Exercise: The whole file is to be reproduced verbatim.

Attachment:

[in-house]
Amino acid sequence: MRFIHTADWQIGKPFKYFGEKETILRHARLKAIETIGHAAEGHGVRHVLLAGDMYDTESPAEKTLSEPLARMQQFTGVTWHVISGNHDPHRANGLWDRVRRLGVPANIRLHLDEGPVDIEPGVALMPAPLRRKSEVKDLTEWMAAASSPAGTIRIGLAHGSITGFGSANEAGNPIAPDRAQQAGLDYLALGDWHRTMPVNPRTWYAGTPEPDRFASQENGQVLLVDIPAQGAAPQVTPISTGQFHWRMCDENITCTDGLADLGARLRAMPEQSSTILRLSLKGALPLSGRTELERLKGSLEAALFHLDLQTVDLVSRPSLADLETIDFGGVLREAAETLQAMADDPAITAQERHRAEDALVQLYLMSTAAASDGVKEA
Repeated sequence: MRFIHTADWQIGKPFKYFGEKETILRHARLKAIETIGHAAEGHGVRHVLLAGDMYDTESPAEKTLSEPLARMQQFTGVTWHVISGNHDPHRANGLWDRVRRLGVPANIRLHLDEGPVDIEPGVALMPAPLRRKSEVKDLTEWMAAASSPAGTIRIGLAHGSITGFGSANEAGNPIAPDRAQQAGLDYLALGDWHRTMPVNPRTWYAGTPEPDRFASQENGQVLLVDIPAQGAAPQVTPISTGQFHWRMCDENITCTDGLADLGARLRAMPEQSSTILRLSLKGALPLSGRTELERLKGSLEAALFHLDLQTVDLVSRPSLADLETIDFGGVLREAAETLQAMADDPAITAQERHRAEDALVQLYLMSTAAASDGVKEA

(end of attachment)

[in-house]
Amino acid sequence: MRFIHTADWQIGKPFKYFGEKETILRHARLKAIETIGHAAEGHGVRHVLLAGDMYDTESPAEKTLSEPLARMQQFTGVTWHVISGNHDPHRANGLWDRVRRLGVPANIRLHLDEGPVDIEPGVALMPAPLRRKSEVKDLTEWMAAASSPAGTIRIGLAHGSITGFGSANEAGNPIAPDRAQQAGLDYLALGDWHRTMPVNPRTWYAGTPEPDRFASQENGQVLLVDIPAQGAAPQVTPISTGQFHWRMCDENITCTDGLADLGARLRAMPEQSSTILRLSLKGALPLSGRTELERLKGSLEAALFHLDLQTVDLVSRPSLADLETIDFGGVLREAAETLQAMADDPAITAQERHRAEDALVQLYLMSTAAASDGVKEA
Repeated sequence: MRFIHTADWQIGKPFKYFGEKETILRHARLKAIETIGHAAEGHGVRHVLLAGDMYDTESPAEKTLSEPLARMQQFTGVTWHVISGNHDPHRANGLWDRVRRLGVPANIRLHLDEGPVDIEPGVALMPAPLRRKSEVKDLTEWMAAASSPAGTIRIGLAHGSITGFGSANEAGNPIAPDRAQQAGLDYLALGDWHRTMPVNPRTWYAGTPEPDRFASQENGQVLLVDIPAQGAAPQVTPISTGQFHWRMCDENITCTDGLADLGARLRAMPEQSSTILRLSLKGALPLSGRTELERLKGSLEAALFHLDLQTVDLVSRPSLADLETIDFGGVLREAAETLQAMADDPAITAQERHRAEDALVQLYLMSTAAASDGVKEA